March 22, 2010
Zane Selvans is an admitted Amatuer Earthling, and is happy to share his thoughts and explorations on what it means to be a member of the adolescent human species. He lives in California, is both a scientist and a cyclist and wrote this exceptional essay that in part discuses two things — 1) how he came to appreciate that the death of Carl Sagan and the corresponding dearth of new works by the deceased scientist ultimately means its up to us to move the conversation forward, and 2) how ‘joyful and persistent understanding’ are, in the words of Nietzsche, our, “highest and most proper metaphysical,” purpose. Enjoy.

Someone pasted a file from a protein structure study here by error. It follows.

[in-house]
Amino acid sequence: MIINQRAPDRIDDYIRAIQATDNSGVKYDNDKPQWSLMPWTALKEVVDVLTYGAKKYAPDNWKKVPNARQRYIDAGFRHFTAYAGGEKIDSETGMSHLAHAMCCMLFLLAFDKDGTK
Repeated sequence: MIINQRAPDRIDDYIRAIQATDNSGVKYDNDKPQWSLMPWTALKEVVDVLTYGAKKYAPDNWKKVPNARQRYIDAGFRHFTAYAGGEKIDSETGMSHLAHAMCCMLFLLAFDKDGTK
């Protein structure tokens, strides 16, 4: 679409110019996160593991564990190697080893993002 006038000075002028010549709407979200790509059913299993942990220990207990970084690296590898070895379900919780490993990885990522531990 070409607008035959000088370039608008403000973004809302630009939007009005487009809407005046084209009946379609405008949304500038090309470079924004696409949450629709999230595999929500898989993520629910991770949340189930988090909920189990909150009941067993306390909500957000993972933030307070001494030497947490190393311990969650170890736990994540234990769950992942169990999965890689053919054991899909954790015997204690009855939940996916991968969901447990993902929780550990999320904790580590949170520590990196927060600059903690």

Before I finished Neal Stephenson’s Diamond Age in the Salt Lake City airport Monday, I found a book by Carl Sagan in the bookstore. “The Varieties of Scientific Experience”, based on his Gifford Lectures from 1985 (and published posthumously, in 2006 by Ann Druyan). I read half of it in the airport, and the other half last night. It went fast, because I’d heard it all before. The main piece of new information was that a decade and a half after the fact, Carl Sagan is truly dead to me. I’ve read most of his books, I’ve seen his television series Cosmos several times. I love his ideas; they’ve shaped me throughout my life, but I no longer hope to find anything new in them. So long as there were pieces of his mind that had been recorded, but that I hadn’t yet been exposed to, it was as if he wasn’t quite gone. He was still, from my point of view, a dynamic entity.
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